The report notes other companies that have done the same, including the maker of Persil washing powder, which has declared an e-mail “amnesty” for its workers between Christmas and New Year’s. The Washington Post’s Jena McGregor recently wrote that the French company Atos has banned internal e-mail altogether.
In 2008, the Pew Internet and American Life Project found that employees with company phones often worked more than 50 hours a week, with 62 percent saying that having the gadgets triggered demands that they work more hours; 38 percent said that the demands increased “a lot.” And cellphone use has only increased since then.
The average American works about 8.6 hours a day, according to figures from the Bureau of Labor Statistics, and time-use analysis shows that about one-10th of Americans are working outside normal work hours. Around 17 percent of employed Americans are working between 5 and 6 a.m., for example, and 12 percent are working between 10 and 11 p.m. While the labor data don’t mention the impact that work-issued devices have on this extra work time, those percentages outside of normal work hours have been steadily rising in recent years.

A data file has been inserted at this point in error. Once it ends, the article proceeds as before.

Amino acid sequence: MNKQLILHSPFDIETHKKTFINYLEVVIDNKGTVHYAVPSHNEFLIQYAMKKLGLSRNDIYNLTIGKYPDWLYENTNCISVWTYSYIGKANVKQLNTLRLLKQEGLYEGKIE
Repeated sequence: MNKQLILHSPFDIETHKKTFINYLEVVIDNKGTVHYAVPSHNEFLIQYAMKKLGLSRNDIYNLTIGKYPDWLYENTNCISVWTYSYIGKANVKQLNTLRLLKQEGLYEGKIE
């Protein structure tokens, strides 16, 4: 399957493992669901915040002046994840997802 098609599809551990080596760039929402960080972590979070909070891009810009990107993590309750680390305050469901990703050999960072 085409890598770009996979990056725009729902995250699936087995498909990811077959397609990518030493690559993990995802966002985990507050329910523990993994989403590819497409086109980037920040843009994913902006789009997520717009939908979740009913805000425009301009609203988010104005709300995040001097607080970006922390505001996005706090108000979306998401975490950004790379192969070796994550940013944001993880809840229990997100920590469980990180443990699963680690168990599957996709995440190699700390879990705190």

A complete ban on work e-mails may not be the solution for everyone, the report said. For example, work e-mails may wind up being rerouted to personal e-mail addresses, blurring the line between work and personal lives even further. But the policies do stand as evidence that businesses are starting to recognize the impact of an always-connected job.
“The issue of employees using BlackBerrys, computers and other devices out of working time is a growing one that needs to be addressed as it can be a source of stress,” Trades Union Congress secretary general Brendan Barber told the BBC. But, he added, “ [by] working in partnership with their union, Volkswagen’s policy will have the support of all their employees. Where employers simply introduce policies on their own, however well-meaning they may be, they are unlikely to be successful.”
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